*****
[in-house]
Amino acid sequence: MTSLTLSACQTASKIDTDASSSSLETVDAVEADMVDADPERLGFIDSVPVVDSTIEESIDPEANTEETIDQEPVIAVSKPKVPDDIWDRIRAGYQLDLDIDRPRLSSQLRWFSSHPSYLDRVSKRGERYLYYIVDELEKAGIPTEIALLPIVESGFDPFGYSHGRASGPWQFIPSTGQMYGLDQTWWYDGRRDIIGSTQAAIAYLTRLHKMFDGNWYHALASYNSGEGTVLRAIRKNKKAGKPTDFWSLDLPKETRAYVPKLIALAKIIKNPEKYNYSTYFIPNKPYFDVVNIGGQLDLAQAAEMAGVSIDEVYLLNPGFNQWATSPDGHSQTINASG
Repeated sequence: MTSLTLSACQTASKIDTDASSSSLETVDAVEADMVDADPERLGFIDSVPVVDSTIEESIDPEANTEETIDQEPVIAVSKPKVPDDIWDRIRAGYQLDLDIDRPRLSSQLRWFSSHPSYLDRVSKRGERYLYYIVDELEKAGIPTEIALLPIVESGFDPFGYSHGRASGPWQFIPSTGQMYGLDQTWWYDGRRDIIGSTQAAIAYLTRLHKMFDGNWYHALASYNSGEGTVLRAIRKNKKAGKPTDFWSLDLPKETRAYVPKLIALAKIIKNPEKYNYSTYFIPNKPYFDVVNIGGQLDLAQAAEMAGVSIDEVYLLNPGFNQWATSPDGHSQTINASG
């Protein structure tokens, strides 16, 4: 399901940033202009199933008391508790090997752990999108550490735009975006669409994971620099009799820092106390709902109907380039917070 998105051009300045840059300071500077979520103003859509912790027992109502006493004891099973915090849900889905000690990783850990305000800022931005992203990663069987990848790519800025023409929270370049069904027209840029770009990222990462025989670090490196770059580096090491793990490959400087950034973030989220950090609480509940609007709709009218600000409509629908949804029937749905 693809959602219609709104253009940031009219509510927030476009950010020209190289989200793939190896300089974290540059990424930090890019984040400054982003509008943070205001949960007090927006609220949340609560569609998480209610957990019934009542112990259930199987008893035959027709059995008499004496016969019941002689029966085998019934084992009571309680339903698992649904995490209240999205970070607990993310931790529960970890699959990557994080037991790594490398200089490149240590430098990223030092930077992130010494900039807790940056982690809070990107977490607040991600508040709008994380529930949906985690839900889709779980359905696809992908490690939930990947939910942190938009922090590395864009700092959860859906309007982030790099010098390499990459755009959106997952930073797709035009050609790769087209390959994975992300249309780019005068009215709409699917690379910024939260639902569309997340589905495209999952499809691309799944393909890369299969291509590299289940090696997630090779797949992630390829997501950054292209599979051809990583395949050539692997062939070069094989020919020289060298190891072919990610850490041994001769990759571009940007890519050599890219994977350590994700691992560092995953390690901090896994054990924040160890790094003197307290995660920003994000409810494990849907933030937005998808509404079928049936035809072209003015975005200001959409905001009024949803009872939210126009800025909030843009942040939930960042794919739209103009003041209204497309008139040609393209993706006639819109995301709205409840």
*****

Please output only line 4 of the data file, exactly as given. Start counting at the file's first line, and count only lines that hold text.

């Protein structure tokens, strides 16, 4: 399901940033202009199933008391508790090997752990999108550490735009975006669409994971620099009799820092106390709902109907380039917070 998105051009300045840059300071500077979520103003859509912790027992109502006493004891099973915090849900889905000690990783850990305000800022931005992203990663069987990848790519800025023409929270370049069904027209840029770009990222990462025989670090490196770059580096090491793990490959400087950034973030989220950090609480509940609007709709009218600000409509629908949804029937749905 693809959602219609709104253009940031009219509510927030476009950010020209190289989200793939190896300089974290540059990424930090890019984040400054982003509008943070205001949960007090927006609220949340609560569609998480209610957990019934009542112990259930199987008893035959027709059995008499004496016969019941002689029966085998019934084992009571309680339903698992649904995490209240999205970070607990993310931790529960970890699959990557994080037991790594490398200089490149240590430098990223030092930077992130010494900039807790940056982690809070990107977490607040991600508040709008994380529930949906985690839900889709779980359905696809992908490690939930990947939910942190938009922090590395864009700092959860859906309007982030790099010098390499990459755009959106997952930073797709035009050609790769087209390959994975992300249309780019005068009215709409699917690379910024939260639902569309997340589905495209999952499809691309799944393909890369299969291509590299289940090696997630090779797949992630390829997501950054292209599979051809990583395949050539692997062939070069094989020919020289060298190891072919990610850490041994001769990759571009940007890519050599890219994977350590994700691992560092995953390690901090896994054990924040160890790094003197307290995660920003994000409810494990849907933030937005998808509404079928049936035809072209003015975005200001959409905001009024949803009872939210126009800025909030843009942040939930960042794919739209103009003041209204497309008139040609393209993706006639819109995301709205409840």